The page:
Dreams and dollar signs

When you want to practice family medicine, but you’re worried about debt

Three DOs share creative ways physicians can pursue the specialty while making fiscally smart choices.


With an average debt load of roughly $221,000 at graduation, osteopathic medical students often wonder if family medicine—one of the lower-paying specialties—is a financially sound career path.

However, many DOs have found ways to avoid or lessen their debt load while following the dream of practicing family medicine.

“You’re putting a ton of time and effort into your profession,” says Charmaine Chan, DO, a family medicine instructor at the Philadelphia College of Osteopathic Medicine. “You have to do what you love to do. If you go after money, you’re not going to be satisfied.”

Loan repayment

According to Dr. Chan, students aren’t always aware of the myriad loan repayment and financial relief options available, including:

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Additional training, temporary detours

Students can also complete fellowships or get additional training after finishing their family medicine residencies, which can allow them to supplement their income for a period of time or for their entire careers.

Some family physicians take temporary detours from traditional clinic work without extra training. When he finished his residency, Ted Kaspar, DO, accepted a hospitalist position in Ponca City, Oklahoma. While money wasn’t his main motivation for taking the offer, hospitalist jobs do tend to pay more than clinic positions.

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After graduating in 2006 with $200,000 in education debt, Dr. Kaspar considered loan repayment programs in underserved areas, but was single at the time and leery of moving to a rural area where he didn’t know anyone.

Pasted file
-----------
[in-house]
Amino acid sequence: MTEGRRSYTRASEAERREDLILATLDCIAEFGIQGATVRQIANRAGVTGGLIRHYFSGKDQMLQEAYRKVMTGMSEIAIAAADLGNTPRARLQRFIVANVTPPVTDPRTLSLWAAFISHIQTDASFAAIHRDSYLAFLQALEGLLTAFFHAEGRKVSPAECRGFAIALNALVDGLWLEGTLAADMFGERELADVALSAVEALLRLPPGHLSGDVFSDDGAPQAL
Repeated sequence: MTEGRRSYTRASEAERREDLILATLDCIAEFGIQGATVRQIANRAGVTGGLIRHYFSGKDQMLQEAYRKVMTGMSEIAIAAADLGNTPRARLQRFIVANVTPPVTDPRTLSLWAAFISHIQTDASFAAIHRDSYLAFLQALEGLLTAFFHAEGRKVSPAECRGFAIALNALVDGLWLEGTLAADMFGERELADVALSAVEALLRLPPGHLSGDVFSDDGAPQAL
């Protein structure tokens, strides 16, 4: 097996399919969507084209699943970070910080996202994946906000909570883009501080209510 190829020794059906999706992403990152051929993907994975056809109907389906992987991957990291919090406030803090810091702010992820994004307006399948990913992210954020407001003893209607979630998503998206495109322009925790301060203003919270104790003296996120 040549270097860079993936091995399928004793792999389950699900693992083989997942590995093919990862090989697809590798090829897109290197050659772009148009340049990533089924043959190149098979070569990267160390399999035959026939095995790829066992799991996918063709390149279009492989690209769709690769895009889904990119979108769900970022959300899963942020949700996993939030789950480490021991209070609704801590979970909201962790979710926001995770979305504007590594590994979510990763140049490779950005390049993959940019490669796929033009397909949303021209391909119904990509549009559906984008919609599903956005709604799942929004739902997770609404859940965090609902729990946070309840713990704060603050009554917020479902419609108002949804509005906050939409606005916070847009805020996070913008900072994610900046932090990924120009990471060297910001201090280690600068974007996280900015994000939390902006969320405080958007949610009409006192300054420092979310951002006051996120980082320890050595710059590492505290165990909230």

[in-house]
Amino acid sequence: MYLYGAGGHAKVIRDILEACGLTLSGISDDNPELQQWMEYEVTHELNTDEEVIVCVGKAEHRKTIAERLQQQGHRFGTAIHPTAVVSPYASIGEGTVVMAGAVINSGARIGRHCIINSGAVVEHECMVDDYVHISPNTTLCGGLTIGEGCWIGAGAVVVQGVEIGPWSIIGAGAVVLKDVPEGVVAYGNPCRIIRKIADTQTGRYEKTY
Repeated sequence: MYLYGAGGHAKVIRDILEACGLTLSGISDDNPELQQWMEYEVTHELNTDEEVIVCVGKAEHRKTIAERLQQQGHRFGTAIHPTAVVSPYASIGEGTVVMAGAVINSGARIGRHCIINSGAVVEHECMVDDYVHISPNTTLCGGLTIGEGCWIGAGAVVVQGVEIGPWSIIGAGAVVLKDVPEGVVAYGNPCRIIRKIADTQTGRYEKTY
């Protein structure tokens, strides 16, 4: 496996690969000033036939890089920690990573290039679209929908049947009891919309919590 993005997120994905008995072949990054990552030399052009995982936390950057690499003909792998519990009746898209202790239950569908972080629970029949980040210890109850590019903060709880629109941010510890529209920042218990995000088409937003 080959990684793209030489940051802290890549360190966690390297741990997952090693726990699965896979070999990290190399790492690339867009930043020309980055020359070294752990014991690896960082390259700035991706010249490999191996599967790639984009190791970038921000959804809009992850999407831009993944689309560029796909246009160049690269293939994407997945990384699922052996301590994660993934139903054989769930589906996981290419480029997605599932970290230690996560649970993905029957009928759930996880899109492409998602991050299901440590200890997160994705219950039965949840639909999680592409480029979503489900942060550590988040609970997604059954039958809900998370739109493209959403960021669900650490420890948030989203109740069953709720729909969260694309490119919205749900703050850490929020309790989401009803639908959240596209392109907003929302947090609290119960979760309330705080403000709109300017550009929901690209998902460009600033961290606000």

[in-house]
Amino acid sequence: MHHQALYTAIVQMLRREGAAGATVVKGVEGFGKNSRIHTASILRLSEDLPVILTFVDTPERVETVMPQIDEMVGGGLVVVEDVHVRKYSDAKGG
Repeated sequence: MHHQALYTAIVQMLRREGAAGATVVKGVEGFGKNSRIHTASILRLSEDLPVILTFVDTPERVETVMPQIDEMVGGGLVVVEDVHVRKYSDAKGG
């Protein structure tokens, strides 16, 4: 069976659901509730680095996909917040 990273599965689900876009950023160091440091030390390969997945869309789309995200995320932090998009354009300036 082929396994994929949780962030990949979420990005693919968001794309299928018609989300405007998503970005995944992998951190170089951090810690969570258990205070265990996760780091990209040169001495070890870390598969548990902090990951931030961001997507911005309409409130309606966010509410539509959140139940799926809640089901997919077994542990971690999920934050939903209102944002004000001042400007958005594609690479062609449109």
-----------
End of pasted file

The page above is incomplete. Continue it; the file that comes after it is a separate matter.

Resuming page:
Grateful that he chose family medicine for his residency, Dr. Kaspar says he plans to return to a clinic setting in the future.

“One of the drawbacks of working in the hospital is that every patient I see is very sick,” he says. “I miss doing more preventive care.”


Other family physicians pay back their loans without taking a detour or securing loan repayment. Maggie Moore, DO, graduated in 2005 with $180,000 in debt and now works in private practice with a physician group in Quakertown, Pennsylvania.

Dr. Moore says she conducted extensive research during her fourth year of medical school on loan consolidation and was able to lock in an interest rate of just over 2% on all of her debt.

“Usually in your third and fourth year, you get all these mailings that say, ‘Consolidate with us,’ ” she says. “I saved them, and I called every one of them and asked what their rates and terms were.”

Some of the companies offered a lower rate to borrowers who used automatic payment, a perk Dr. Moore took advantage of. She acknowledges that interest rates are now higher than they were when she finished school, but says consolidation is still a viable option for today’s students. She also notes that she would have picked family medicine and private practice even if she’d had more debt and a higher interest rate.

One comment

  1. Dana Shaffer, DO

    I agree with the suggestions made in this article to handle student debt. There is nothing that could ever replace the personal gratification I achieved by being an osteopathic family physician and taking care of multiple generations in the same family. One thing I would add to help the debt burden for our young family physicians. Learn how to do, and properly bill for some procedures. This could include dermatology, scopes, cardiac stress testing, or other areas of your interest and need in your location. Oh, by the way. Do not forget to perform and properly bill for OMM. These will all make you very successful and help you pay off that debt more quickly.

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